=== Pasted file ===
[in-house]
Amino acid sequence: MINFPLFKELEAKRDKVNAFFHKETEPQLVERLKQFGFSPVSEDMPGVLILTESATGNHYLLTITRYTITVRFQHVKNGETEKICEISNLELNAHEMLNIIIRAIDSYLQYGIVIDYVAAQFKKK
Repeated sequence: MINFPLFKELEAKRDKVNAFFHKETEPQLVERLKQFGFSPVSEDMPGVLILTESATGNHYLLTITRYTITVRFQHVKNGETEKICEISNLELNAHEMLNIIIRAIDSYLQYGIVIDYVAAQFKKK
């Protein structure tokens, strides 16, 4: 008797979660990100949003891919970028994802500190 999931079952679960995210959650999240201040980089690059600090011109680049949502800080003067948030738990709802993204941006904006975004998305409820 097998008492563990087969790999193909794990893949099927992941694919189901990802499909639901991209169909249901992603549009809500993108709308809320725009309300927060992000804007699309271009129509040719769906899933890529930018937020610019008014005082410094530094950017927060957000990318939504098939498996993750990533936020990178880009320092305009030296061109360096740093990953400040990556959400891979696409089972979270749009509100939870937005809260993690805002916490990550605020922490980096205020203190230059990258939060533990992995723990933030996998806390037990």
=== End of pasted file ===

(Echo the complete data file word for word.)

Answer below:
[in-house]
Amino acid sequence: MINFPLFKELEAKRDKVNAFFHKETEPQLVERLKQFGFSPVSEDMPGVLILTESATGNHYLLTITRYTITVRFQHVKNGETEKICEISNLELNAHEMLNIIIRAIDSYLQYGIVIDYVAAQFKKK
Repeated sequence: MINFPLFKELEAKRDKVNAFFHKETEPQLVERLKQFGFSPVSEDMPGVLILTESATGNHYLLTITRYTITVRFQHVKNGETEKICEISNLELNAHEMLNIIIRAIDSYLQYGIVIDYVAAQFKKK
């Protein structure tokens, strides 16, 4: 008797979660990100949003891919970028994802500190 999931079952679960995210959650999240201040980089690059600090011109680049949502800080003067948030738990709802993204941006904006975004998305409820 097998008492563990087969790999193909794990893949099927992941694919189901990802499909639901991209169909249901992603549009809500993108709308809320725009309300927060992000804007699309271009129509040719769906899933890529930018937020610019008014005082410094530094950017927060957000990318939504098939498996993750990533936020990178880009320092305009030296061109360096740093990953400040990556959400891979696409089972979270749009509100939870937005809260993690805002916490990550605020922490980096205020203190230059990258939060533990992995723990933030996998806390037990």